How to calm the pre-interview jitters

It’s job interview time! You’re excited for the opportunity, but then the stress and anxiety start bubbling up and all you want to do is hide under your covers or eat a bowl of cookie dough ice cream. Resist the desire to freak out, keep calm and do the following:

 

How to calm nerves before an interview

 

1. Take deep breaths

Breathing deeply and meditating can really help you refocus and relax yourself. Don’t be afraid to do this before, during and after your interview. The incoming deep breath helps the oxygen go to your brain and gets those mental juices flowing.

 

2. Fantasize about the interview going well

In your head, go through the interview process from beginning to end. Imagine walking into the office, introducing yourself with a big smile, sitting down, talking about yourself and your experience. Imagine the optimal interview experience and think about the amazing answers that you’ll give to the interviewer. All of this will help you mentally prepare you for the interview itself. You’ll have already had the positive experience in your brain, so the real experience won’t be so unfamiliar.

 

how to calm nerves before an interview

 

3. Practice what you’re going to say

Don’t try to memorize potential interview questions, but do have a concrete idea of your strengths and weaknesses, previous experience and how your skill set can benefit the company. Have a few family members drill you and practice saying answers in different ways. Having your answer come out perfectly isn’t as important as making sure your point comes across.

 

4. Have a reality check

It’s not the end of the world if you bomb the interview. If you bomb, you bomb. The worst case scenario is that you don’t get the job – which you didn’t have in the first place. Don’t put too much pressure on yourself.

 

5. Remember that everyone has been in your shoes before

You’re not the first person in the world to do a job interview and you’re certainly not the last. Job interviews happen all day in companies around the world, so realize that you’re doing something very normal and straightforward. Try to spend your energy on preparation, not anxiety.

 

6. Believe that you are the best candidate

Know with conviction that you are the very best person for the job and why. It doesn’t matter what other candidates the company is seeing and how much experience they have – believe that you are exactly what they are looking for and back that up.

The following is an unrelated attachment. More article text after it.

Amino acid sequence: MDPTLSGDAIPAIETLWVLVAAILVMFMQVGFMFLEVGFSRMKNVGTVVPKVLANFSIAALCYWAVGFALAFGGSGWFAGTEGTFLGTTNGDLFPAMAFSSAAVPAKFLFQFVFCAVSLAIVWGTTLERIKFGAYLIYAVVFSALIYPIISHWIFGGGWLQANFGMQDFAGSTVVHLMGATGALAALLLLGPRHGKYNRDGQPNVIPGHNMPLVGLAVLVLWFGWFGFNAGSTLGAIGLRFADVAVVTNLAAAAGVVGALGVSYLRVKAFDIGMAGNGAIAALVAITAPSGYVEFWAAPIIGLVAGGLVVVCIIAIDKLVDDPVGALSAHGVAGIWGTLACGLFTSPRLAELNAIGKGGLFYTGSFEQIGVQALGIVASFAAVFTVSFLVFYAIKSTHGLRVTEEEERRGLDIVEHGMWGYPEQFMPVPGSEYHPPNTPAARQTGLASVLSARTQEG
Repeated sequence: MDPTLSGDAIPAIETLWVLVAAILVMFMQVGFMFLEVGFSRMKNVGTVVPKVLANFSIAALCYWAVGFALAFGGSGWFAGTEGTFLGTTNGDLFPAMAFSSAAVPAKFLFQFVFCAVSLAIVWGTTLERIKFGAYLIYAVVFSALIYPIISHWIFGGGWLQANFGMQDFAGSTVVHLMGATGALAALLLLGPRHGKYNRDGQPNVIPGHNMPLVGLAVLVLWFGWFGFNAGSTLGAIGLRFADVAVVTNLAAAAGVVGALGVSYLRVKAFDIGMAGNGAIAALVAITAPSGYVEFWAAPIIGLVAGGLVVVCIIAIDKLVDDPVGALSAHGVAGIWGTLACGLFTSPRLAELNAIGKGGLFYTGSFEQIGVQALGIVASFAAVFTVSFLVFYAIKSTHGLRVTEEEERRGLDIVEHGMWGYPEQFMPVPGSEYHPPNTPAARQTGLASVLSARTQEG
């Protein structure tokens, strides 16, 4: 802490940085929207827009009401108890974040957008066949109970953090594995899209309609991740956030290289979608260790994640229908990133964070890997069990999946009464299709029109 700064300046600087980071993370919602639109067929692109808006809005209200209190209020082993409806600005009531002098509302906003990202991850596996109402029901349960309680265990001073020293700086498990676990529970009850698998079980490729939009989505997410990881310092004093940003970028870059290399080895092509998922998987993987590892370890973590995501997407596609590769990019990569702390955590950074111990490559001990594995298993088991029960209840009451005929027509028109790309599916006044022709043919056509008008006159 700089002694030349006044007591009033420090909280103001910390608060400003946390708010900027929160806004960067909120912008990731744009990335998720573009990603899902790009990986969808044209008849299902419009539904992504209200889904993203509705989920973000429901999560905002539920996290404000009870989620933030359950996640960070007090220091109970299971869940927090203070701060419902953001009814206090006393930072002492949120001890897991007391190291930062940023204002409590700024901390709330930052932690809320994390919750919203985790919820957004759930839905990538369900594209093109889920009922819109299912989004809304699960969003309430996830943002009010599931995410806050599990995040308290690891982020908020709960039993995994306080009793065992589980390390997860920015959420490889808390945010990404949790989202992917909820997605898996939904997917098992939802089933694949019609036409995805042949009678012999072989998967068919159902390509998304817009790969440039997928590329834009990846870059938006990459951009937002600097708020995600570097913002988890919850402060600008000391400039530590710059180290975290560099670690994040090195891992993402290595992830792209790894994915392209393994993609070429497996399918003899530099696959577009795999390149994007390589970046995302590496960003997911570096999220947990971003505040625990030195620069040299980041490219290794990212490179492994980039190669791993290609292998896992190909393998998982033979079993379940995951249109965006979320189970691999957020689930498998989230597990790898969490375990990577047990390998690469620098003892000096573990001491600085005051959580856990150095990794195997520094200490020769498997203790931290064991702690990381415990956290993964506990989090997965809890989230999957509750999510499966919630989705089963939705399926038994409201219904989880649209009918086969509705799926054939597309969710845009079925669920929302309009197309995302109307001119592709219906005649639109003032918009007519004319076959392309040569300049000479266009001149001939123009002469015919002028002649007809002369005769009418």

how to calm nerves before an interview

 

7. Make sure to eat a good breakfast and drink lots of water

Not properly fueling yourself before your interview can mean having low energy or any number of other health issues. Eat a healthy and balanced breakfast and drink plenty of water before your interview so that you feel your best.

 

8. Wear comfortable work clothes that look great and make you feel relaxed

Feeling comfortable will help you feel more relaxed and confident during the interview, so avoid extra high heels or an itchy suit. If you don’t have any comfortable professional clothing – invest in them. The last thing you want to happen is to feel uncomfortable and distracted before or during your interview.

 

9. Arrive early

Arriving at the last minute to an interview is a great way to add more stress to the situation. Look up the directions to the office beforehand and get there with plenty of time to drink some water, go to the bathroom and maybe even do a power pose in the mirror. You got this!

 

Now that you’re ready for your interview, apply today for an international internship!

 

Photo 1. based on Nervous Woman, by amenclinicsphotos ac, CC-by-SA 2.0

Photo 2. based on Tapping a Pencil, by Rennett Stowe, CC-by-2.0

Photo 3. based on breathe, by helin, CC-by-SA 2.0

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Elizabeth Trovall

After short stints in Argentina and Belize, Elizabeth is finishing up her fourth year in Santiago, Chile. Elizabeth writes about international internships, life abroad and professional development for The Intern Group. She also reports on politics, business and culture in Latin America for public radio and print media. An Austin, Texas native, Elizabeth first left home to earn her journalism degree from the Reynolds Institute of Journalism at the University of Missouri. Besides her friends and family, she misses live music and Mexican food the most.

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